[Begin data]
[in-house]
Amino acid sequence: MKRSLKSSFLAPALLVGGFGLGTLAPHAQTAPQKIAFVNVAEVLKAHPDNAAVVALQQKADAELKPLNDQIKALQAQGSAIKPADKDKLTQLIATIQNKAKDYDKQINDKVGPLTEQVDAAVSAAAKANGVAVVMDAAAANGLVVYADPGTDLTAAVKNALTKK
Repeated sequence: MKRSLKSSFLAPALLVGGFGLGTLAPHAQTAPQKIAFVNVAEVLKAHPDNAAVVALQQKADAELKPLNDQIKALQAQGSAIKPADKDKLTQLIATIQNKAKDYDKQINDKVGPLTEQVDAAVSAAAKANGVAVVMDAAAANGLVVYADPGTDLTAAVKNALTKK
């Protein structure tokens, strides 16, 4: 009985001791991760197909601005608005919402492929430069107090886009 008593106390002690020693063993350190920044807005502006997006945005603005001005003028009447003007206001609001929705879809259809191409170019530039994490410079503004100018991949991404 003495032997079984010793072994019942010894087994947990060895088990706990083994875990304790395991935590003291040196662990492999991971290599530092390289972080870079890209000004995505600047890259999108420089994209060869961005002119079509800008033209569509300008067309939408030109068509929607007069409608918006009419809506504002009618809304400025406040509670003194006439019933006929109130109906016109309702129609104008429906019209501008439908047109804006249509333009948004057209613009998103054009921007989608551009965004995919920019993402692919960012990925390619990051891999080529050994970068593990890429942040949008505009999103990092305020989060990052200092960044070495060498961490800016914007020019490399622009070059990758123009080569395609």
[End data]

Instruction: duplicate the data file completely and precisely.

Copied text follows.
[in-house]
Amino acid sequence: MKRSLKSSFLAPALLVGGFGLGTLAPHAQTAPQKIAFVNVAEVLKAHPDNAAVVALQQKADAELKPLNDQIKALQAQGSAIKPADKDKLTQLIATIQNKAKDYDKQINDKVGPLTEQVDAAVSAAAKANGVAVVMDAAAANGLVVYADPGTDLTAAVKNALTKK
Repeated sequence: MKRSLKSSFLAPALLVGGFGLGTLAPHAQTAPQKIAFVNVAEVLKAHPDNAAVVALQQKADAELKPLNDQIKALQAQGSAIKPADKDKLTQLIATIQNKAKDYDKQINDKVGPLTEQVDAAVSAAAKANGVAVVMDAAAANGLVVYADPGTDLTAAVKNALTKK
């Protein structure tokens, strides 16, 4: 009985001791991760197909601005608005919402492929430069107090886009 008593106390002690020693063993350190920044807005502006997006945005603005001005003028009447003007206001609001929705879809259809191409170019530039994490410079503004100018991949991404 003495032997079984010793072994019942010894087994947990060895088990706990083994875990304790395991935590003291040196662990492999991971290599530092390289972080870079890209000004995505600047890259999108420089994209060869961005002119079509800008033209569509300008067309939408030109068509929607007069409608918006009419809506504002009618809304400025406040509670003194006439019933006929109130109906016109309702129609104008429906019209501008439908047109804006249509333009948004057209613009998103054009921007989608551009965004995919920019993402692919960012990925390619990051891999080529050994970068593990890429942040949008505009999103990092305020989060990052200092960044070495060498961490800016914007020019490399622009070059990758123009080569395609």